How to help your child get more sleep
Every parent knows sleep is important for a child’s physical and mental development. If your child doesn’t get enough sleep they can also become irritable and moody, and they may also develop behavioural problems that could affect their ability to learn and do well in school.
And now researchers at the University of Warwick have found another problem in children associated with poor sleep. According to their study, published in the journal Sleep, children who get less sleep than the recommended amount for their age have a higher risk of developing obesity.
The study used US National Sleep Foundation guidelines for children, which recommends the following:
- Babies aged 4 – 11 months need 15 – 15 hours of nightly sleep.
- Toddlers (1 – 2 years) need 11 – 14 hours.
- Pre-school children (3 – 5 years) need 10 – 13 hours.
- School-aged children ( 6 – 13 years) need 9 – 11 hours.
- Teenagers (14 – 17 years) need 8 – 10 hours.
By reviewing the results of 42 population studies, the researchers found that children of all ages who had less sleep than the amount recommended for their age gained more weight and were 58 per cent more likely to become overweight or obese.
“The results showed a consistent relationship across all ages indicating that the increased risk is present in both younger and older children,” says Warwick Medical School’s Dr Michelle Miller, one of the co-authors of the report.
“Being overweight can lead to cardiovascular disease and Type 2 diabetes, which is also on the increase in children. The findings of the study indicate that sleep may be an important potentially modifiable risk factor of future obesity.”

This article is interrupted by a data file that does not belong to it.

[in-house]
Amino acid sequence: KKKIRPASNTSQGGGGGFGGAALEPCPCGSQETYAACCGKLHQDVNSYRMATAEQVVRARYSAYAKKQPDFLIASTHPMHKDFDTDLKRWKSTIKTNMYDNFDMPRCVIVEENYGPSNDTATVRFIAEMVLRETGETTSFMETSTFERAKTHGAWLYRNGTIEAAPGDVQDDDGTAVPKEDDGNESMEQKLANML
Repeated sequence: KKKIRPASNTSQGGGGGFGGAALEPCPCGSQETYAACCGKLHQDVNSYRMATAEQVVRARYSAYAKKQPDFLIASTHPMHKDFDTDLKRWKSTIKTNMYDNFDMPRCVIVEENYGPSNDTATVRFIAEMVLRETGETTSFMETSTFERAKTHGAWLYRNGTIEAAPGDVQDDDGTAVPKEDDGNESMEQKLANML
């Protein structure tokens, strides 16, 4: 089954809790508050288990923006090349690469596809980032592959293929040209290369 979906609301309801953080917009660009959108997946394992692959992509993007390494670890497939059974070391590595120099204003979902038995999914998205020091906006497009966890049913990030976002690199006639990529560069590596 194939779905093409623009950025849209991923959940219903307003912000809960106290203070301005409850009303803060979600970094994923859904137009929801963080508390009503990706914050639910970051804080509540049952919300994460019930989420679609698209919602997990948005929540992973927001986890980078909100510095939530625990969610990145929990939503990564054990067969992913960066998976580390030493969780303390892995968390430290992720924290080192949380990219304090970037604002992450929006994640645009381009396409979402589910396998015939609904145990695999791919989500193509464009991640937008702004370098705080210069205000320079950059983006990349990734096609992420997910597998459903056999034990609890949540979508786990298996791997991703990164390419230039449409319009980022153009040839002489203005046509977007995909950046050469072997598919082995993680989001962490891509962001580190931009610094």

Sleep better tips
So what can you do to help your child sleep better? Here’s some advice from The Sleep Council that may come in useful…
- Encourage regular exercise – outdoor play, bike rides or trampolining.
- Reduce caffeine such as coke and other fizzy drinks, and even chocolate.
- Try and get them into a routine – doing things in the same order before going to bed at night will help. For instance this could include putting away toys and electric items and having a bath, a warm milky drink and reading a book.
- Make sure the bedroom is tech free, or alternatively zone it into sleep and play areas.
- Create a restful sleeping environment – a room that is dark, cool, quiet, safe and comfortable.
- Make sure the bed is comfortable and that it’s still big enough for growing children.
- Never send a child to bed if they’re being naughty.
If you need any more advice about getting better sleep for any member of the family, have a chat with your local Careway pharmacist. They can suggest simple measures to help you all get a more restful night. And in most cases you won’t need an appointment.
Find your nearest Careway pharmacy by using our Pharmacy Finder.